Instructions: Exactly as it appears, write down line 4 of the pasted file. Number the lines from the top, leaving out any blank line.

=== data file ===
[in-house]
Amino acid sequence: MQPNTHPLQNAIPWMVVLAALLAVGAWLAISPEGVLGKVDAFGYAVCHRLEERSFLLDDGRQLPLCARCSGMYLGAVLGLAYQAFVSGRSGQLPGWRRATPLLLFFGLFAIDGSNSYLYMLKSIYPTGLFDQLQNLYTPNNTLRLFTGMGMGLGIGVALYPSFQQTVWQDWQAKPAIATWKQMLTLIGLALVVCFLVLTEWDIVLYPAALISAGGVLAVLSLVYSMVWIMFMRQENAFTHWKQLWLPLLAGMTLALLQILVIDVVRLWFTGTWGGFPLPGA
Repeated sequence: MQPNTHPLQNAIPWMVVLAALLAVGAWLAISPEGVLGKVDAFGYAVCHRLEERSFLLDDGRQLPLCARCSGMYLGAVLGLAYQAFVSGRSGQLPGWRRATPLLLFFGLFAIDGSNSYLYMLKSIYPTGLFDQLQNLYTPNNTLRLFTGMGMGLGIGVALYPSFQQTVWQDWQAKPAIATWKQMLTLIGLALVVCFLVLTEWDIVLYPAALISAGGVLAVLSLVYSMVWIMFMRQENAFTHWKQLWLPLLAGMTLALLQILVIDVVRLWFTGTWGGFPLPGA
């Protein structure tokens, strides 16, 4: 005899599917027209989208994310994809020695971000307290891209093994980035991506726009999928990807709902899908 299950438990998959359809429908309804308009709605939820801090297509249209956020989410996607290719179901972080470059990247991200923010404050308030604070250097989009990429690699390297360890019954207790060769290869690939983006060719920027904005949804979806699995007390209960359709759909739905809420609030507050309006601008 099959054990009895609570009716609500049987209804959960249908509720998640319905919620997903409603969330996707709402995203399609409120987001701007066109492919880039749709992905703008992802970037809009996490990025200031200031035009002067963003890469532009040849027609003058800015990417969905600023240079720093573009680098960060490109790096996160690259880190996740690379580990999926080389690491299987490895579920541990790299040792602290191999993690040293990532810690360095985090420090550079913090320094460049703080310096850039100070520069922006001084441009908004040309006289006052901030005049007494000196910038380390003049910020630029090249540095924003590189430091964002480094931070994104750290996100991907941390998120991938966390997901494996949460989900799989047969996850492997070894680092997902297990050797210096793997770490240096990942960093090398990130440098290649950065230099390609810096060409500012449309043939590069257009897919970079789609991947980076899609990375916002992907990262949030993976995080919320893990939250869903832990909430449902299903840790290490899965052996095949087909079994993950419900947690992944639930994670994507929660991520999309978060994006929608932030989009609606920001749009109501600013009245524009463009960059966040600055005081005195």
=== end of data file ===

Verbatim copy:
């Protein structure tokens, strides 16, 4: 005899599917027209989208994310994809020695971000307290891209093994980035991506726009999928990807709902899908 299950438990998959359809429908309804308009709605939820801090297509249209956020989410996607290719179901972080470059990247991200923010404050308030604070250097989009990429690699390297360890019954207790060769290869690939983006060719920027904005949804979806699995007390209960359709759909739905809420609030507050309006601008 099959054990009895609570009716609500049987209804959960249908509720998640319905919620997903409603969330996707709402995203399609409120987001701007066109492919880039749709992905703008992802970037809009996490990025200031200031035009002067963003890469532009040849027609003058800015990417969905600023240079720093573009680098960060490109790096996160690259880190996740690379580990999926080389690491299987490895579920541990790299040792602290191999993690040293990532810690360095985090420090550079913090320094460049703080310096850039100070520069922006001084441009908004040309006289006052901030005049007494000196910038380390003049910020630029090249540095924003590189430091964002480094931070994104750290996100991907941390998120991938966390997901494996949460989900799989047969996850492997070894680092997902297990050797210096793997770490240096990942960093090398990130440098290649950065230099390609810096060409500012449309043939590069257009897919970079789609991947980076899609990375916002992907990262949030993976995080919320893990939250869903832990909430449902299903840790290490899965052996095949087909079994993950419900947690992944639930994670994507929660991520999309978060994006929608932030989009609606920001749009109501600013009245524009463009960059966040600055005081005195």